Gridlock cripples Everett

Many parts of the city were a parking lot that put Seattle traffic to shame, as work on Highway 529 closed a major northbound link.

By Cathy Logg and Jim Haley

Herald Writers

EVERETT — The only word to describe it was ugly.

Gridlock worse than in metropolitan Seattle descended on the city Monday on the first day of a 40-day closure of northbound Highway 529 between Everett and Marysville.

About 4:45 p.m., traffic on Broadway waiting to turn onto Everett Avenue was at such a standstill that motorists shut off their engines. In the lead car in the southbound turn lane, two young women sat in the open sunroof with their feet dangling on the windshield. The driver of the car behind them paced the road, talking to nearby motorists.

Transportation officials Monday sent an inspector out to view the problem, and a group planned to meet first thing this morning "to figure out how we can fix this," said Linda Mullen, Washington Department of Transportation spokeswoman. "I don’t think it’s going to be like this for 39 more days."

Washington State Patrol officials also will explore whether placing additional message signs might help direct drivers during the 529 construction, Lt. Tim Braniff said.

The city very nearly came to a stop in the afternoon, with Broadway and all the major arterial streets jam-packed with vehicles. Everett Avenue was backed up from the freeway onramp to Grand Avenue near the waterfront. Meanwhile, traffic on I-5 was relatively normal for rush-hour traffic, according to the patrol.

The extent of the gridlock took state transportation officials and city personnel by surprise.

Everett Mayor Ed Hansen termed Monday’s traffic mess, "gridlock."

"It just underlines the importance of increasing our traffic capacity," he said.

The big traffic snarl just shows how projects outside the city sometimes affect circulation within it, the mayor said. He said he’ll get city traffic engineers working on alternatives today, and he promised more discussions with state traffic officials.

"This just shows how critical every link of our transposition system is. You close up one artery and it has compounding problems throughout the city," Hansen said.

Some intersections were completely blocked by traffic, and most drivers had little patience for others trying to change lanes. Vehicles sat unmoving through multiple green lights because there was nowhere to go.

Emergency vehicles had trouble getting through the congestion and emergency dispatchers warned of delays.

"Oh, my goodness, it’s a mess," said Margaret Harvey, a Marysville resident and a teacher at Madison Elementary School in south Everett. "There’s no way out of here."

She left the school on Pecks Drive at 5:15 p.m. By 7:20 p.m., she had reached 25th and Broadway, she said. At that point, she gave up and stopped for a margarita. She traveled only four miles in two hours — spending 55 minutes traversing a single block.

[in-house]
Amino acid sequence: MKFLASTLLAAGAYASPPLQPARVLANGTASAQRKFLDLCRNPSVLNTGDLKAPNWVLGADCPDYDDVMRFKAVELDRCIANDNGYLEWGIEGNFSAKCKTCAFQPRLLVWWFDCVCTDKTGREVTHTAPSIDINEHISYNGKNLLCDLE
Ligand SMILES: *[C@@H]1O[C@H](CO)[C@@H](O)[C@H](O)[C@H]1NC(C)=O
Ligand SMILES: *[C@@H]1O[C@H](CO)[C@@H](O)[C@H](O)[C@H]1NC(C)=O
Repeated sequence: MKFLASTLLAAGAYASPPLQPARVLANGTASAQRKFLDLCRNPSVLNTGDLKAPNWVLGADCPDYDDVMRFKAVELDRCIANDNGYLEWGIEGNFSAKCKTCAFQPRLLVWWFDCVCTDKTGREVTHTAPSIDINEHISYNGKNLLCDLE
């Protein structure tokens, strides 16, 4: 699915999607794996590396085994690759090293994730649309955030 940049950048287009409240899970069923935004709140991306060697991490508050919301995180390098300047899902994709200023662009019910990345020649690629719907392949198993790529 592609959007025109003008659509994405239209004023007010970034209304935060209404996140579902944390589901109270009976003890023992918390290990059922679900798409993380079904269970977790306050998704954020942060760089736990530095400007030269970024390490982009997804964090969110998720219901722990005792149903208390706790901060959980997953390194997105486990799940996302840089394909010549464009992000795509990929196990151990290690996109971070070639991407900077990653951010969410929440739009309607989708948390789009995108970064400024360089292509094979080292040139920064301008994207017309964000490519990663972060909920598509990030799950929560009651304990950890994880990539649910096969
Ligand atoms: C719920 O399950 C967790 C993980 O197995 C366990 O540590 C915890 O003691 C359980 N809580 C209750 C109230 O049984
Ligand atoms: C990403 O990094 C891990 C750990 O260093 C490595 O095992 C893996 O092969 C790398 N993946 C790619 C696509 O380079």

A fourth-grade teacher, Harvey had just received state test scores for her students and spent the time reviewing the results, she said.

"I could read the lips of the guy behind me, she said. What he was saying wasn’t nice.

She plans to try several options: take a different route; leave school right after students are released and take paperwork with her that she can do in the car "and hope I don’t get distracted and run into another car;" or stay at school until late when the traffic has abated.

"This is going to be very interesting," she said. "I’m not looking forward to this."

She saw two ambulances on emergency runs with lights and sirens activated carefully wending their way through the rows of cars. At intersections, they hesitated as if trying to decide which way to go, she said.

"I almost expected people to start running up onto the sidewalks," Harvey said.

"It’s going to be pretty congested," Braniff said, adding that construction work on the westbound lanes of the U.S. 2 Hewitt Avenue trestle "adds insult to injury." The 529 work was postponed for quite a while to avoid the end-of-school rush, he said.

The problem is too few onramps for motorists to get onto the freeway, patrol Lt. Gary Shand said.

"There’s not enough room for the cars," he said. "We’re going to have some problems. People are going to have to be as patient as possible, find alternate routes and adjust their drive times."

Transportation officials have received complaints about the signs advising motorists of the highway closure and detour, he said.

"There’s not much we have to do about it," Everett police Sgt. Boyd Bryant said. "You have to maintain bridges and roads. With the climate that we have, the crews are limited to doing the work in the warmest, driest months that we have."

Lines of cars still clogged major Everett arterial roadways well past 7:30 p.m. as people tried to find some way out of town. There didn’t seem to be many. No matter how many routes some people tried, the traffic clog continued.

"I tried and I stopped to have dinner. Now I’m trying again," said Robert Woodson of Mount Vernon, who spent three hours darting around town and was still just crawling toward an I-5 onramp.

Don Rissett was headed to Stanwood after leaving work at 5:20 p.m. He started to take Highway 529 and was turned around. He had to double back to the I-5 access at Everett Avenue via Walnut Street.

"Next time I’m just going to bring the sleeping bag and take it easy," he said.

You can call Herald Writer Cathy Logg at 425-339-3437

or send e-mail to

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